And how exactly can you deal with your own experiences from professional sports? For many athletes, the immediate period after their career is particularly difficult, when it means leading a “normal life,” no longer relying solely on the body and performance, perhaps reorienting oneself in a new or different way. In Nick’s case, the red line continues to run through, from coaching activities that he already performed in active times, to coaching in the corporate environment, and now the big issue as a national coach, which of course has expectations attached to it. After such a short time as national coach, Nick has not yet been able to put his stamp on it like perhaps other coaches who have been on the road for years with a group heading for Paris 2024. But the process has begun – medals at the Olympic Games are the expressed goal. But here, too, Nick adds: “On a more personal level: to get the best out of the athletes. Have them have a nice journey. Unlock their potentials. I think top sport is a great platform to do that. If they are happy with themselves, if they know who they are and why they do it and what it is of importance to others, I would be super happy.”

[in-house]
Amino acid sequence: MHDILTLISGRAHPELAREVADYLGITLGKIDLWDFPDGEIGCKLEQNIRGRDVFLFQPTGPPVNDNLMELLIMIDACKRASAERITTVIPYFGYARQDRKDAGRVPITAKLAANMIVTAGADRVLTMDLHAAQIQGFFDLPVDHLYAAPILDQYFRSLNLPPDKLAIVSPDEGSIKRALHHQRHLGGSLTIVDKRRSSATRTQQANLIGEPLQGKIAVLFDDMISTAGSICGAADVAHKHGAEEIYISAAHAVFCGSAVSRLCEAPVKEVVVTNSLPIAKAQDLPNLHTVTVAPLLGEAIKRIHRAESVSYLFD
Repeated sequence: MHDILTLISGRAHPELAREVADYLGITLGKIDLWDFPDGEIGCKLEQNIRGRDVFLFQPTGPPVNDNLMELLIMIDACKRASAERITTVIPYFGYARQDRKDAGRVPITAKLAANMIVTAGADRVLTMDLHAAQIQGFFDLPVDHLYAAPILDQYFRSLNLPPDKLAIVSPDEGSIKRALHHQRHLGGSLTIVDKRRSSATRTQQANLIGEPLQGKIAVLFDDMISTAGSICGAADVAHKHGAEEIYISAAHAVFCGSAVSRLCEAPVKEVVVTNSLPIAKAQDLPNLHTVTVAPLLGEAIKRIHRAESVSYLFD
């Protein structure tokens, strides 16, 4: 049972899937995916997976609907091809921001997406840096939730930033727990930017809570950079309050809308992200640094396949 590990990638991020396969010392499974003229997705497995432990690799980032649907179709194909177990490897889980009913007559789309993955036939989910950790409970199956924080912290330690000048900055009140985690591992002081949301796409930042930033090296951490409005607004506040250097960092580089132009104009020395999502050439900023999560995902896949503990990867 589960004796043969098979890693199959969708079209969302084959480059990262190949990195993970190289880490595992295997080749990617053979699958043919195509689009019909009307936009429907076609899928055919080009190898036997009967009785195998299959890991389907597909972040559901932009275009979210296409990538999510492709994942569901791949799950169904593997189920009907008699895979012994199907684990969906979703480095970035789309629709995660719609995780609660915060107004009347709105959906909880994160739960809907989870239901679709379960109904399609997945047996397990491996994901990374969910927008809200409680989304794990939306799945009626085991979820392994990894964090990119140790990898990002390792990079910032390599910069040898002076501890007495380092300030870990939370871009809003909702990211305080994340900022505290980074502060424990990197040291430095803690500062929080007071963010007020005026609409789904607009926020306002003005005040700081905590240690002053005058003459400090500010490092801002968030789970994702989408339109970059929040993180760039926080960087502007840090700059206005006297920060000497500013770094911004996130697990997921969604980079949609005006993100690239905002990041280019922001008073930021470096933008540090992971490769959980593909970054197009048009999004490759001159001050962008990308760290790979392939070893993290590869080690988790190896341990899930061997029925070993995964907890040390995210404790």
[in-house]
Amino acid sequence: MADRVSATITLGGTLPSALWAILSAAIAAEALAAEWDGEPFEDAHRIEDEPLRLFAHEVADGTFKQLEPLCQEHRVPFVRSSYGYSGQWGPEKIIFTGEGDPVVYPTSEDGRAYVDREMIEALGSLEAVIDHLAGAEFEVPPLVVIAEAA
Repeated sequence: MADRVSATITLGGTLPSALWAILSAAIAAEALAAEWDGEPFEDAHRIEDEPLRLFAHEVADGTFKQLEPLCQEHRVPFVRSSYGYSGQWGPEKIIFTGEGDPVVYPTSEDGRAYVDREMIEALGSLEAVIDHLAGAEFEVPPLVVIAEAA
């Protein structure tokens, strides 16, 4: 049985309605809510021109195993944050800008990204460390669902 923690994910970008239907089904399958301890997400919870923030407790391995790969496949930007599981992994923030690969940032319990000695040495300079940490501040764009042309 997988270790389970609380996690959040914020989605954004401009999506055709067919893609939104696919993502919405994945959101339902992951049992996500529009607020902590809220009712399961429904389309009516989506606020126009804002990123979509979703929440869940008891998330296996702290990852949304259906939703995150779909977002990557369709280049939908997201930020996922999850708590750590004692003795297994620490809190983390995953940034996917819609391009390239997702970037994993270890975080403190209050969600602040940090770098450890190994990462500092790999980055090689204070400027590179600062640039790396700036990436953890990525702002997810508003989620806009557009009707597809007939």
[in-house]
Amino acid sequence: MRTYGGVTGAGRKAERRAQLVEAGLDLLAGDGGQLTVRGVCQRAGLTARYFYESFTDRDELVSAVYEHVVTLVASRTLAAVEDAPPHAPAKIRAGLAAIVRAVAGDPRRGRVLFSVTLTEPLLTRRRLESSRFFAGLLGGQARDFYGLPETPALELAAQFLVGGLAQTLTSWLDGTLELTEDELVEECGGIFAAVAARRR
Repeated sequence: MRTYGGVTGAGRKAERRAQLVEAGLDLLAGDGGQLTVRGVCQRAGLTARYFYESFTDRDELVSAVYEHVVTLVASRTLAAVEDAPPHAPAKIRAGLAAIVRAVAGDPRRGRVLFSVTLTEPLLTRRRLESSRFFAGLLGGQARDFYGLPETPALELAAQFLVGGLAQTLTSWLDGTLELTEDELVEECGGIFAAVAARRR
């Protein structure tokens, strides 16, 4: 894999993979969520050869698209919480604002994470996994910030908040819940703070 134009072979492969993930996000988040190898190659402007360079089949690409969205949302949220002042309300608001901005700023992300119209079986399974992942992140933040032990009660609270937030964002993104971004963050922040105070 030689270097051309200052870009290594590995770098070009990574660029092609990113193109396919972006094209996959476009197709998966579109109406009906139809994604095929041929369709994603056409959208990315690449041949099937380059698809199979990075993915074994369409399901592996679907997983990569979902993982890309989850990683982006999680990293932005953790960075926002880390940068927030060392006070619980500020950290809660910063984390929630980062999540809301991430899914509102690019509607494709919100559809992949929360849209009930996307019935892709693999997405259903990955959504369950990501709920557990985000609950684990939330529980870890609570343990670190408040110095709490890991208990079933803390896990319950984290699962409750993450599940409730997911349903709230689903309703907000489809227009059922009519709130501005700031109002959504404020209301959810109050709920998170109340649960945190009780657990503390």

So well-being is at the forefront of his work for the national team? “I would say well being in the first place, that is something I really try to protect. When I look at the riders I try to look how good do they feel, do they take good care of themselves, how much energy do they have? How much constraints are there on their time, do they sleep well, are they happy? I try to have good vibes in the team.”